Iran will continue its controversial nuclear research programme no matter what action the UN takes against it, an Iranian nuclear delegation has said.
Mr ElBaradei has declined to say Iran's research is purely peaceful
It also composed a statement to the UN nuclear watchdog warning that the US could face unspecified "harm and pain" for its opposition to the programme.
Watchdog members are debating a report from its head on Iran's programme.
The US said Iran had enough nuclear material for 10 atomic bombs and it was time for the Security Council to act.
The council could begin talks on Iran as soon as next week. It has the power to impose sanctions, but it is not clear that all its key members would back punitive measures.
Javad Vaidi, Iran's top delegate to the UN watchdog - the International Atomic Energy Agency (IAEA) - said Tehran would continue small-scale enrichment despite the IAEA's opposition.
His delegation's statement to the watchdog said: "The United States may have the power to cause harm and pain but it is also susceptible to harm and pain.
"So if the United States wishes to choose that path, let the ball roll."
The White House responded by saying that Iran's threat was provocative and further isolated Tehran.
Mr Vaidi also suggested Iran might at some point cut oil exports.
However, Iranian Oil Minister Kazem Vaziri-Hamaneh later said his country would not halt oil exports even if sanctions were called over the nuclear issue.
"[Economic sanctions] could affect the oil market and prices could go up but it will not affect our decision to continue our supply," he said.
Iran is the world's fourth largest oil exporter. Its economy relies heavily on selling oil.
The IAEA is currently debating the long-awaited report by its head, Mohamed ElBaradei, into Tehran's nuclear programme.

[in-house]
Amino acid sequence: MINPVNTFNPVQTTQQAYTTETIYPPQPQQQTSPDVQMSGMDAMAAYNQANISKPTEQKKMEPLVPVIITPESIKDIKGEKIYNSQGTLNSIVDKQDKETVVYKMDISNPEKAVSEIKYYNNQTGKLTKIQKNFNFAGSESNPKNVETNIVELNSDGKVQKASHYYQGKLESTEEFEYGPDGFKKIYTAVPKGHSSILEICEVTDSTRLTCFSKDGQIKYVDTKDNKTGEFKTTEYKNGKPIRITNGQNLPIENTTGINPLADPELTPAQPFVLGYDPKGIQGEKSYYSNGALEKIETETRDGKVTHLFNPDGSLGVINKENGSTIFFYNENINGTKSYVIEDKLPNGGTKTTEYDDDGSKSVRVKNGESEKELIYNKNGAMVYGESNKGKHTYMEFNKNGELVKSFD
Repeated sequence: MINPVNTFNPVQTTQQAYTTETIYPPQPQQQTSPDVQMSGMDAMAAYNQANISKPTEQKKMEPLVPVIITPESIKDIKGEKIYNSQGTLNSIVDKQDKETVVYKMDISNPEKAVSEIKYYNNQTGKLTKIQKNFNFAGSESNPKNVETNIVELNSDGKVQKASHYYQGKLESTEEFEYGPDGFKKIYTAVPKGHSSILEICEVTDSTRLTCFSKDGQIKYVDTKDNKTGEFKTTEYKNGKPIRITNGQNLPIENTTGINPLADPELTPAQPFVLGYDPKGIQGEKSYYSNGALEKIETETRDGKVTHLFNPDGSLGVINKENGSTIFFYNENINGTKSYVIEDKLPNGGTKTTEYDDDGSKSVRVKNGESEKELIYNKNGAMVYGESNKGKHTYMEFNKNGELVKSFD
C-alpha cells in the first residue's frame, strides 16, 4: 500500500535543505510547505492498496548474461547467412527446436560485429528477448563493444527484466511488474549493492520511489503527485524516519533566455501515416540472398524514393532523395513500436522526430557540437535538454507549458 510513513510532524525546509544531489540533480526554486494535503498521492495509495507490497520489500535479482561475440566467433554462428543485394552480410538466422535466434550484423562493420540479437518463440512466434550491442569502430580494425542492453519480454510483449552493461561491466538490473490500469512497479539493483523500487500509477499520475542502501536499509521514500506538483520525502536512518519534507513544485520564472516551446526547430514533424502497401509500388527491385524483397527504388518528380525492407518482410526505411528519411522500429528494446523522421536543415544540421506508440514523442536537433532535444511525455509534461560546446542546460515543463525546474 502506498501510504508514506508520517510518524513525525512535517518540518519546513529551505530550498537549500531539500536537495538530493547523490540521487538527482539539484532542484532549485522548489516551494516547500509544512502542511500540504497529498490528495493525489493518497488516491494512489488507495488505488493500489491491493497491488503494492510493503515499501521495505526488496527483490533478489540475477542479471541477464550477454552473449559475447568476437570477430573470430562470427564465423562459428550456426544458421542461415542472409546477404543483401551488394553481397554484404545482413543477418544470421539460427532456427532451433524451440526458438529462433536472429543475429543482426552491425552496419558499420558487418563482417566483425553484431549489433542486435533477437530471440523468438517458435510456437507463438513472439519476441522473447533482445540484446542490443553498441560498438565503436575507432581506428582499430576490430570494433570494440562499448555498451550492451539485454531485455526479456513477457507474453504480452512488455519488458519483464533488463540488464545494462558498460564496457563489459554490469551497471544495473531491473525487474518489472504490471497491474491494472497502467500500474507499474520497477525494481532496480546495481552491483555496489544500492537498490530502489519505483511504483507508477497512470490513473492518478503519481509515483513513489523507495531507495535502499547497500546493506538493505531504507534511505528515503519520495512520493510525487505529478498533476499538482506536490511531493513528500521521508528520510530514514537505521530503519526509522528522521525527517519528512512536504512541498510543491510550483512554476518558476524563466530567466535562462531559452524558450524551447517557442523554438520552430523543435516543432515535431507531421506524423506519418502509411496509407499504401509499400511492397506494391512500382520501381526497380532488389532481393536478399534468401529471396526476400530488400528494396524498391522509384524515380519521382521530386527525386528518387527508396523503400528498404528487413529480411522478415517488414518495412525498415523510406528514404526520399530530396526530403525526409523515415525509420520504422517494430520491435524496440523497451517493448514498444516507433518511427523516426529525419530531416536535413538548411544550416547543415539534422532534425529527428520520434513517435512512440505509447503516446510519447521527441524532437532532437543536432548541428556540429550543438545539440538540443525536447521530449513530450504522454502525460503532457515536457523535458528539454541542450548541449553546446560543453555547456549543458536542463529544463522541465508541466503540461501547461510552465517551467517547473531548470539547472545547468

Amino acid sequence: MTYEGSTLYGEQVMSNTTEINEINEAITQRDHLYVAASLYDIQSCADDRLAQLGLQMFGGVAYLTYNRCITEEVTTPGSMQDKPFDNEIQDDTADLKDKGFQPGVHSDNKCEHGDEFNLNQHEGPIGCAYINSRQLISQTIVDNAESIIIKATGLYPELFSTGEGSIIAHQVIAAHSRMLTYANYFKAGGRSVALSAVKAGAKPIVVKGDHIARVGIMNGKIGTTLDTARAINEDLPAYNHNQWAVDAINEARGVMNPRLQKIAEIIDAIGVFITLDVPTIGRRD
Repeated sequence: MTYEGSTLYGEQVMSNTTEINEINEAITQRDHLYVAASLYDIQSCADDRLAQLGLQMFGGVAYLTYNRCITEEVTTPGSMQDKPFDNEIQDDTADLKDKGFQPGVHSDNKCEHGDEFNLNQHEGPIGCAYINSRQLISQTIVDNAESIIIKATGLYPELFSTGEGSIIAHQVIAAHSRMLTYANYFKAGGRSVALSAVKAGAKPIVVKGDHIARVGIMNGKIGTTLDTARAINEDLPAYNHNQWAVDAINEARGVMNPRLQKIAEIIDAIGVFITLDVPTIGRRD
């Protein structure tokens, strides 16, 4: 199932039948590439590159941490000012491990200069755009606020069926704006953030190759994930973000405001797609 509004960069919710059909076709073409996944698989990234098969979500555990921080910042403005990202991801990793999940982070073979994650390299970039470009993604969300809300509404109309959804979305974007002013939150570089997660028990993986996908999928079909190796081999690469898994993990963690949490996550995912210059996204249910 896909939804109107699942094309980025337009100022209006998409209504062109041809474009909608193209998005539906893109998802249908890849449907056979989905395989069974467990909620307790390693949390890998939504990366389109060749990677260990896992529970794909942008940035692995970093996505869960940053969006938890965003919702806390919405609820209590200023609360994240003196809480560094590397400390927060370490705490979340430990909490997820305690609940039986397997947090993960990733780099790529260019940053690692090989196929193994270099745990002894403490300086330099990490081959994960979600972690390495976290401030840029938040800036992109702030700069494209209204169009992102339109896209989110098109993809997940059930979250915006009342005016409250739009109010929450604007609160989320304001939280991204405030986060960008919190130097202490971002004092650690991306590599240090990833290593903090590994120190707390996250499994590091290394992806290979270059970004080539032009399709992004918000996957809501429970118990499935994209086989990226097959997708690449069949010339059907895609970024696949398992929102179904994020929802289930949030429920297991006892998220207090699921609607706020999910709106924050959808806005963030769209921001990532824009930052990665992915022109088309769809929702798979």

The report said the watchdog could not confirm that Iran was not seeking nuclear weapons.
The US opposes allowing Iran to enrich any uranium, a key component for bomb-making.
Mahmoud Ahmadinejad has given no ground in negotiations
In an effort to head off Security Council intervention, Iran had suggested last week it might be allowed to enrich only small quantities of uranium for research purposes while importing most of its nuclear fuel from Russia.
But on a visit to Washington, Russian Foreign Minister Sergei Lavrov said Moscow's proposal for Iran to enrich uranium on Russian territory depended on Iran's full compliance with international demands.
The IAEA wants Iran to suspend uranium enrichment altogether.
Western powers believe Iran wants to develop nuclear arms, a claim it denies.
Tehran says it wants to develop its nuclear sector only to produce energy for civilian purposes.
Three years of negotiations between Iran and the EU have brought no significant result, and Iran resumed enrichment in January after a two-year hiatus.
If the Security Council does take action, its first step is likely to be to issue a demand that Iran stop nuclear activities by a certain deadline.
It might then issue a further warning before beginning to consider sanctions.
President Ahmadinejad gave a defiant speech to supporters as the IAEA was meeting in Vienna.
"If we put up a firm resistance, they will be defeated and humiliated by the Iranian nation's will," he said.